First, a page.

Date of Conferral



Doctor of Nursing Practice (DNP)




Joanne Minnick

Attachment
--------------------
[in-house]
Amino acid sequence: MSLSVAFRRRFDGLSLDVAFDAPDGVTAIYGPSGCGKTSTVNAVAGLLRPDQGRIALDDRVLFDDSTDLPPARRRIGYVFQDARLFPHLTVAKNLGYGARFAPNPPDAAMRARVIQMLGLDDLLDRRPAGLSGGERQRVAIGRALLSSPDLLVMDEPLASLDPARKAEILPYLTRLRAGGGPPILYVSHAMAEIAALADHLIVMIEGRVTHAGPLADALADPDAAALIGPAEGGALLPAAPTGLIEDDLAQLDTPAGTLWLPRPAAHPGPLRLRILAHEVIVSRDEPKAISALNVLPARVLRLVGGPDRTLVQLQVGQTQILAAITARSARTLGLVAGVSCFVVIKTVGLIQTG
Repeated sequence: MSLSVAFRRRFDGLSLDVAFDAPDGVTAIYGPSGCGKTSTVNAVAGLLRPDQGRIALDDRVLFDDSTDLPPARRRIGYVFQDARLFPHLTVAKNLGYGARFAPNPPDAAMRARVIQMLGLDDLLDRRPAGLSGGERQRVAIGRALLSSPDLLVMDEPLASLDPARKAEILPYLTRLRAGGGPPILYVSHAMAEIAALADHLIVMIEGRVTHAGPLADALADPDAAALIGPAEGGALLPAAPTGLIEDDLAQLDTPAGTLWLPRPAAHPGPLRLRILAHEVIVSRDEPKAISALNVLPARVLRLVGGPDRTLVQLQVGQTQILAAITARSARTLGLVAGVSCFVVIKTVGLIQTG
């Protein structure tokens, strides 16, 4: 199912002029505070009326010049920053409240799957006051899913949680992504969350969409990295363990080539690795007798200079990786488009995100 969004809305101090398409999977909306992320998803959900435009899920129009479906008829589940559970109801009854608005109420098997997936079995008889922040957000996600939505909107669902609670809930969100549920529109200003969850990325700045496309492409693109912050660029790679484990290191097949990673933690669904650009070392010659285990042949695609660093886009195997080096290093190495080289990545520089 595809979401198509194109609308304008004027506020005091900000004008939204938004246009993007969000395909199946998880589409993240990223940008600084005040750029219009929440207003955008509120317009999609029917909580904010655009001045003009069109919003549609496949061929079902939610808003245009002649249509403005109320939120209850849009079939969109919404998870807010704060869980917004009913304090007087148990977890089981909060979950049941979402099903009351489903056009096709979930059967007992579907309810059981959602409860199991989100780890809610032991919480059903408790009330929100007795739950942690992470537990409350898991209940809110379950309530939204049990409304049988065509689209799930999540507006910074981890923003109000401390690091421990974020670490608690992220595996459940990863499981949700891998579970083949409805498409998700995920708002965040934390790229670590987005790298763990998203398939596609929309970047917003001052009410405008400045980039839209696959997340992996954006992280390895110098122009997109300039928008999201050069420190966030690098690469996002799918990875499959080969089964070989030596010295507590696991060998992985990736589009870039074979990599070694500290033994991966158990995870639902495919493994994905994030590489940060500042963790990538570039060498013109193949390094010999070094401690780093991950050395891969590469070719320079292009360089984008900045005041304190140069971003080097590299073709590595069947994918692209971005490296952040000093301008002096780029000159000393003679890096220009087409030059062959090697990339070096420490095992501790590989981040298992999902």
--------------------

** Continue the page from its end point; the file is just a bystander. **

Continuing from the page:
Poorly controlled hypertension is a serious public health problem. Persons with high blood pressure are required to perform a variety of self-care behaviors. Advance practice nurses can improve health outcomes for hypertensive patients when they provide self-care education along with prescribing appropriate medications needed to treat high blood pressure. The purpose of this study was to educate rural advance practice nurses about hypertension medication and self-care management using the Hypertension Self-Care Activity Level Effects (H-SCALE) and the 8th National Joint Committee (JNC- 8) hypertensive guidelines. Twelve primary care advanced practices nurses (APN's) participated in an educational presentation that included pre and posttests to evaluate their knowledge about hypertensive patient's self-care activities and first-line medications for hypertensive management. Orem’s self-care deficit nursing theory informed the project. Posttest results showed a significant improvement in self-care behaviors and medication knowledge base when compared to the pretest findings. Seventy percent of APN's became aware of new self-care behaviors through the H-Scale, and all reported improved understanding of JNC-8 guidelines. There was also an 80% improvement in the awareness of the first-line medications used to treat hypertensive patients. All of the APN's reported that the self-care module would change the way they treated their hypertensive patients. Getting patients involved in their care is the primary way of improving their lives. This project supports positive social change by educating advanced practice nurses and providing them with the ability to change patient behaviors to improve their health through patient self-care education and healthy lifestyle changes.